In January 2015, the U.S. Department of Health and Human Services (HHS) boldly announced a plan to tie 30 percent of traditional fee-for-service, Medicare payments to quality or value through alternative payment models such as accountable care organizations (ACOs) and bundled payments by 2016, and tying 50 percent of payments to these models by the end of 2018. HHS also set a goal of tying 85 percent of all traditional Medicare payments to quality or value by 2016 and 90 percent by 2018 through initiatives such as the Hospital Value Based Purchasing and the Hospital Readmissions Reduction Programs.
But, earlier this year, a survey from Salt Lake City, Utah-based analytics vendor Health Catalyst revealed findings that many expected: most industry stakeholders seem to think the government was quite ambitious with these projected numbers. The survey, at the time of its publication, found that just 3 percent of health systems have already met the target set by HHS. Only 23 percent expect to meet it by 2019, just a year after the feds had hoped that half of all Medicare reimbursements would be value-based. What’s more, the majority of health systems—a full 62 percent—had either zero or less than 10 percent of their care tied to the type of risk-based contracts identified by HHS as “value-based,” including Medicare ACOs and bundled payments, the survey revealed.
The healthcare executives surveyed did say that they intend to steadily increase value-based care and at-risk contracts, and they said the most important organizational element needed for success with risk-based contracting is analytics. This is where Leonard D’Avolio, Ph.D., an assistant professor in the Brigham and Women’s division of general internal medicine and primary care, says change is needed. Dr. D’Avolio is also the CEO and co-founder of Cyft, a company based on years of his research optimizing machine learning and natural language processing to improve healthcare. He previously led informatics for the Department of Veterans Affairs’ (VA) precision medicine initiative (the Million Veteran Program) and the first clinical trial embedded within an electronic medical record (EMR) system.
D’Avolio fully understands that the success of value-based care is dependent on healthcare stakeholders understanding and predicting what will happen based on the information they have. Thus, he recommends a different approach to analytics from what has traditionally been practiced in healthcare. He says, “As value-based care organizations are now discovering, these multi-million dollar investments in traditional analytics are useful for understanding what happened—how many beds were filled, drugs prescribed, surgeries performed. However, they are incapable of answering the fundamental questions of value-based care: what should happen, to whom, when, and how, in order to prevent future events.”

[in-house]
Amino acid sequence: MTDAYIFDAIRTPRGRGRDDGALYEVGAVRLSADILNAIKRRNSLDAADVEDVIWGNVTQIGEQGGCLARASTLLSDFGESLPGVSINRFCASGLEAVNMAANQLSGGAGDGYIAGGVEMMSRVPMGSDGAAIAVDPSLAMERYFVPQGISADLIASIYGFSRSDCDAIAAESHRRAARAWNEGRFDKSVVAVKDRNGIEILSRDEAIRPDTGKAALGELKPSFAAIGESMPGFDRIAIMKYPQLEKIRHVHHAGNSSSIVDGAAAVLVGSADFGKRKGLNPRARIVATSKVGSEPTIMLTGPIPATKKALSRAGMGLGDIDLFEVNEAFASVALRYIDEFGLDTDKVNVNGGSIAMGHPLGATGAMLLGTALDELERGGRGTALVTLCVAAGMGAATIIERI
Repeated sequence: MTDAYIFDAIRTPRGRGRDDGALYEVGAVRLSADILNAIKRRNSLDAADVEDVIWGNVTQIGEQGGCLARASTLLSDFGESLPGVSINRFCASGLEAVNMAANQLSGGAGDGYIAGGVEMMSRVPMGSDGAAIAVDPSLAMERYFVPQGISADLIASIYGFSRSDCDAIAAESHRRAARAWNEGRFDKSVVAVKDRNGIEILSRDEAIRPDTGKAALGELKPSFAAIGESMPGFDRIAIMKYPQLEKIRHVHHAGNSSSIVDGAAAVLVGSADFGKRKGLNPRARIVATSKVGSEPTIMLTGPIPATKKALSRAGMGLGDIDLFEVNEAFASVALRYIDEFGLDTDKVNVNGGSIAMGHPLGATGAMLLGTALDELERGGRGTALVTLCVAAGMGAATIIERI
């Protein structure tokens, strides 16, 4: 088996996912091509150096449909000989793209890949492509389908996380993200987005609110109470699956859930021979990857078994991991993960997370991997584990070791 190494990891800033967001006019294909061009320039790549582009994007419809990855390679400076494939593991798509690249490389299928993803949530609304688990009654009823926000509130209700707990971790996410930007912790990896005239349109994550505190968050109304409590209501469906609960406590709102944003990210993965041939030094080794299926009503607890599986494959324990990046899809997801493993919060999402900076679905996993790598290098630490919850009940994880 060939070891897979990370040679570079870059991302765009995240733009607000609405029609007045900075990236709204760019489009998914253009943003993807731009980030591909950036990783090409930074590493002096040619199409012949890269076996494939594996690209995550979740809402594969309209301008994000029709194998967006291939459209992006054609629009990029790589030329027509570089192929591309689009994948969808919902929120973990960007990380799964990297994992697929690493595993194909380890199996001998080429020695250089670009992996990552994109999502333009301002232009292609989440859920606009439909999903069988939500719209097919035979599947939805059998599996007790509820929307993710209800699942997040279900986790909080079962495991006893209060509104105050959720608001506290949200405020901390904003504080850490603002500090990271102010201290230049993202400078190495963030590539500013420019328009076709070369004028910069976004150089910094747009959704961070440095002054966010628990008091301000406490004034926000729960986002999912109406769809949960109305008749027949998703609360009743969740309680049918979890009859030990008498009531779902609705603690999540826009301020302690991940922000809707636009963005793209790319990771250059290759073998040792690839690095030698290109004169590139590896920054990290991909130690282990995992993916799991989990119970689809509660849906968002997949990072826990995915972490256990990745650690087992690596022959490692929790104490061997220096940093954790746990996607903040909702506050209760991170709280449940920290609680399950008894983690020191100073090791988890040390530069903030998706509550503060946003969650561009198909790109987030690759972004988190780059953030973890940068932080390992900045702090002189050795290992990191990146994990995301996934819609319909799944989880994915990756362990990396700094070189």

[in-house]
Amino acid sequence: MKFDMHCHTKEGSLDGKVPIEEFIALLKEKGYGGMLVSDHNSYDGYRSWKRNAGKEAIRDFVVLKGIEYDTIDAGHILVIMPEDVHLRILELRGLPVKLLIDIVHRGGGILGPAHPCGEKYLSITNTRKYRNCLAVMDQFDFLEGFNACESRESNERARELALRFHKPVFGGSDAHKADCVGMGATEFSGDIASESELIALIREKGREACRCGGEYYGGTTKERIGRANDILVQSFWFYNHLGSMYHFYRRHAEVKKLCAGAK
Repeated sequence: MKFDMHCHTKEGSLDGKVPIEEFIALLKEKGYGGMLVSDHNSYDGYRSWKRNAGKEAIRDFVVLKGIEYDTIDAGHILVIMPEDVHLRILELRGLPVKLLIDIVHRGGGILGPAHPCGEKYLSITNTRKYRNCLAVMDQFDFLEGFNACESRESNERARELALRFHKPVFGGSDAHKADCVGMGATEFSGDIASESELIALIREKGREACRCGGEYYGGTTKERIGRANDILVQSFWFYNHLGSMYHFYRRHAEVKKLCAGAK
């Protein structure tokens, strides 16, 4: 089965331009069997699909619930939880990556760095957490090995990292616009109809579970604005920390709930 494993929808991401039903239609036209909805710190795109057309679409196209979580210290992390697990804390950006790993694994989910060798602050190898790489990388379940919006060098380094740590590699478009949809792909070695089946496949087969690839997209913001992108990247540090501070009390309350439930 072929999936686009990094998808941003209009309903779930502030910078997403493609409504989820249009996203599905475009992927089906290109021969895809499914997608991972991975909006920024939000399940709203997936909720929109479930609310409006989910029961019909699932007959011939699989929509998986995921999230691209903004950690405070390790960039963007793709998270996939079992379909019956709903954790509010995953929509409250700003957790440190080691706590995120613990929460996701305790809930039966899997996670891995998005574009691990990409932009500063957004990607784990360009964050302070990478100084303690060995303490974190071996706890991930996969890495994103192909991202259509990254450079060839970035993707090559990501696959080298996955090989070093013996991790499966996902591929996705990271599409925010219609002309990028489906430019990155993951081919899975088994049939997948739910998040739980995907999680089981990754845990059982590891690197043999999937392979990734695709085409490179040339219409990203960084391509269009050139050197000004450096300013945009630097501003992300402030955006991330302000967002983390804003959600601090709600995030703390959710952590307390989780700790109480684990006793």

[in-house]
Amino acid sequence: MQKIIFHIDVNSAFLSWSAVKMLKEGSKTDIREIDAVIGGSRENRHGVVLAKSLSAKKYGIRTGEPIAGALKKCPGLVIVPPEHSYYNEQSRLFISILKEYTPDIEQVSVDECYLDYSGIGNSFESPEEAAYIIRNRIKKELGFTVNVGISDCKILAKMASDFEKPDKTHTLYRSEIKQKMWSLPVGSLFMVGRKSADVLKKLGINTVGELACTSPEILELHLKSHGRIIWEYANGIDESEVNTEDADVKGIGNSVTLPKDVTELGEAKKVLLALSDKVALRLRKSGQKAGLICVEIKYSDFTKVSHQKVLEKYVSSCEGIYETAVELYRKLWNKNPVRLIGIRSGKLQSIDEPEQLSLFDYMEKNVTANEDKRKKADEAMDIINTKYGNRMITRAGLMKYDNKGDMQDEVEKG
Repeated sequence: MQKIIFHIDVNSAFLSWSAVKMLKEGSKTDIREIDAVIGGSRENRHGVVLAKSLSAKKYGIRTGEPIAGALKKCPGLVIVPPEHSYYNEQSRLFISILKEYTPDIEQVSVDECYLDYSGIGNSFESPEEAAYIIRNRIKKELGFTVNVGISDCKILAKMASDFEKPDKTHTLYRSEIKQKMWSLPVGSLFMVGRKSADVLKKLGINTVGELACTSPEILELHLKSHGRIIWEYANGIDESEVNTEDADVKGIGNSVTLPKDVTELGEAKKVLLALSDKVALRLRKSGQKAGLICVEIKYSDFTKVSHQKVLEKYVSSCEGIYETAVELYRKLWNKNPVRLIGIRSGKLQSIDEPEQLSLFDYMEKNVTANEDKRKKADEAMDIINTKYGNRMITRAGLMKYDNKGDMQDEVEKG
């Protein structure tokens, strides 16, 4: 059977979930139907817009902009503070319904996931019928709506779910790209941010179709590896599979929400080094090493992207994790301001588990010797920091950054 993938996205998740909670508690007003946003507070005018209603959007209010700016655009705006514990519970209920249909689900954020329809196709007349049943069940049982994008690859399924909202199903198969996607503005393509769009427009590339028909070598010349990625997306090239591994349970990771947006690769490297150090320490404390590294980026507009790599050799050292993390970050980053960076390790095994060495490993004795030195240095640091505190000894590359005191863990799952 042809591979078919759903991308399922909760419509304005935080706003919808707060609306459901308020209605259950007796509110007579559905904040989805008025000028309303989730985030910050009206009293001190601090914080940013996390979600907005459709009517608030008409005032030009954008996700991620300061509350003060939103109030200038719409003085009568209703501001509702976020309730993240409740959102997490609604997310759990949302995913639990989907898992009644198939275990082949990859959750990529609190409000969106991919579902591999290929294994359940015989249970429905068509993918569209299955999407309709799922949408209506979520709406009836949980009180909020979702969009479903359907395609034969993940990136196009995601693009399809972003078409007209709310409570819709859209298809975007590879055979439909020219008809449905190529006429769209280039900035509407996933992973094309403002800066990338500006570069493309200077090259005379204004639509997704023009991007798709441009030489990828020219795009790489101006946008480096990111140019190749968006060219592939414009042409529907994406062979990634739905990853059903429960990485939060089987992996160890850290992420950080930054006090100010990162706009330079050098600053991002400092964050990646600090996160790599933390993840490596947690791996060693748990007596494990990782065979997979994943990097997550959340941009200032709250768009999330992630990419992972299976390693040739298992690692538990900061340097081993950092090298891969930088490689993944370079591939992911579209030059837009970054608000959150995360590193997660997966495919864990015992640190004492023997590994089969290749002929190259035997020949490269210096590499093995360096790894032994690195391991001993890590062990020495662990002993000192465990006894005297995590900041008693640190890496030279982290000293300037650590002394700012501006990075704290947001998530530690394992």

As such, he says that most clinically relevant information is ignored by traditional analytics. To this end, as part of Healthcare Informatics’ Special Report on data analytics in this issue, D’Avolio recently spoke to Managing Editor Rajiv Leventhal about what needs to change in approaches to leveraging analytics in healthcare’s value-based future. Below are excerpts of that discussion.
Can you tell me a little about your company, as it relates to the future of healthcare, and healthcare analytics?
Our company is focused on making technologies—such as machine learning and natural language processing—available to data analysts so they can harness the power of predictions in ways they haven’t been able to. We try to find organizations where the chief financial officer and the chief medical officer have the same incentive, meaning the organization is at financial risk for delivering high quality care. Frankly, relatively little of care provided at hospitals is at true financial risk today, though that number is increasing. Most companies are incentivized to still invest in technology to help them see folks more quickly. We are happy to see that changing though.
Sure you can talk about readmissions, but when you are at full financial risk, what you really care about is preventable utilization. Our customers will sometimes start the conversation asking about readmissions, but we ask them, what interventions do you have at your disposal? They might say that they hired a nurse to focus on COPD [chronic obstructive pulmonary disease]. So we say to them, what if we build a model to identify exactly who in your COPD population will end up in the ER in the near future? It’s a different approach from today’s risk scores, which is limited to claims data and is too one-sized-fits-all, with a focus on only a few problems. These approaches treat the geriatric patient with heart disease the same way as the high-risk pregnant patient. So we are trying to move away from one-sized-fits-all approaches.
Leonard D’Avolio, Ph.D.
How do you view the overall landscape in terms of analytics being leveraged by payers and providers as they move into risk-based contracting and reimbursing for value rather than volume?
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